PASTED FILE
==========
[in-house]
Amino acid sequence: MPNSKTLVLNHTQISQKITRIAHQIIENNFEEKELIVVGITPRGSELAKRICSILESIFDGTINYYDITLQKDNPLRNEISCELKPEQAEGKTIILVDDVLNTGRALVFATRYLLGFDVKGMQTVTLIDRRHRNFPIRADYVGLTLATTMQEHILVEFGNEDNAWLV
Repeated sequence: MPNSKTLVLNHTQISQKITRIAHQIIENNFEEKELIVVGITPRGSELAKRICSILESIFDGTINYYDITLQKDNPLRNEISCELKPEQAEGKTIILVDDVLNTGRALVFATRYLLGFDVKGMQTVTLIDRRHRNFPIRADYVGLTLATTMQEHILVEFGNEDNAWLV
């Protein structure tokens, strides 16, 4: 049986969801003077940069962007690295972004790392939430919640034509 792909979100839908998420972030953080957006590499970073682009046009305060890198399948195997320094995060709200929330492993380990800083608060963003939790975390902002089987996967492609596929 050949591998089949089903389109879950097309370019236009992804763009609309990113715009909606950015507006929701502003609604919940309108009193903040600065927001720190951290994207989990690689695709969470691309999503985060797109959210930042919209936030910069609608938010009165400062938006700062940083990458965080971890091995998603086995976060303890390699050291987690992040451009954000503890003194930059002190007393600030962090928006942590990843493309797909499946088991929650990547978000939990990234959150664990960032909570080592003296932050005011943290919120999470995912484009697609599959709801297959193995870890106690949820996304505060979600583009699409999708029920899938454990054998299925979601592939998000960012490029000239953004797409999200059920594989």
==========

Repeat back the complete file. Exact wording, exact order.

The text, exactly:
[in-house]
Amino acid sequence: MPNSKTLVLNHTQISQKITRIAHQIIENNFEEKELIVVGITPRGSELAKRICSILESIFDGTINYYDITLQKDNPLRNEISCELKPEQAEGKTIILVDDVLNTGRALVFATRYLLGFDVKGMQTVTLIDRRHRNFPIRADYVGLTLATTMQEHILVEFGNEDNAWLV
Repeated sequence: MPNSKTLVLNHTQISQKITRIAHQIIENNFEEKELIVVGITPRGSELAKRICSILESIFDGTINYYDITLQKDNPLRNEISCELKPEQAEGKTIILVDDVLNTGRALVFATRYLLGFDVKGMQTVTLIDRRHRNFPIRADYVGLTLATTMQEHILVEFGNEDNAWLV
């Protein structure tokens, strides 16, 4: 049986969801003077940069962007690295972004790392939430919640034509 792909979100839908998420972030953080957006590499970073682009046009305060890198399948195997320094995060709200929330492993380990800083608060963003939790975390902002089987996967492609596929 050949591998089949089903389109879950097309370019236009992804763009609309990113715009909606950015507006929701502003609604919940309108009193903040600065927001720190951290994207989990690689695709969470691309999503985060797109959210930042919209936030910069609608938010009165400062938006700062940083990458965080971890091995998603086995976060303890390699050291987690992040451009954000503890003194930059002190007393600030962090928006942590990843493309797909499946088991929650990547978000939990990234959150664990960032909570080592003296932050005011943290919120999470995912484009697609599959709801297959193995870890106690949820996304505060979600583009699409999708029920899938454990054998299925979601592939998000960012490029000239953004797409999200059920594989």